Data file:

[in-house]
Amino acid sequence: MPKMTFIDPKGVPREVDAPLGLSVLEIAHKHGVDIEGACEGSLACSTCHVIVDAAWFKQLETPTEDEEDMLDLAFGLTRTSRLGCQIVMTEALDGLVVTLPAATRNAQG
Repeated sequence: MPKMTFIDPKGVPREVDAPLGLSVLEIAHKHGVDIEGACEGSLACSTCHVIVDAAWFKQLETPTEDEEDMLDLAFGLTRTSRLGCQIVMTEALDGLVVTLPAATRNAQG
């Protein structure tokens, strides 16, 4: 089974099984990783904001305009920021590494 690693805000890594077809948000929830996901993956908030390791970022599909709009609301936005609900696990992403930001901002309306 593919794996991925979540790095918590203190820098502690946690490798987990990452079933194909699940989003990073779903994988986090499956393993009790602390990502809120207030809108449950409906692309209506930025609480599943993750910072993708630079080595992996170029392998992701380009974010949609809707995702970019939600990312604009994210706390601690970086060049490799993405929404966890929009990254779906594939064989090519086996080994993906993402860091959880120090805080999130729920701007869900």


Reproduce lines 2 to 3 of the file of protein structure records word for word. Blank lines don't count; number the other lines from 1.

Amino acid sequence: MPKMTFIDPKGVPREVDAPLGLSVLEIAHKHGVDIEGACEGSLACSTCHVIVDAAWFKQLETPTEDEEDMLDLAFGLTRTSRLGCQIVMTEALDGLVVTLPAATRNAQG
Repeated sequence: MPKMTFIDPKGVPREVDAPLGLSVLEIAHKHGVDIEGACEGSLACSTCHVIVDAAWFKQLETPTEDEEDMLDLAFGLTRTSRLGCQIVMTEALDGLVVTLPAATRNAQG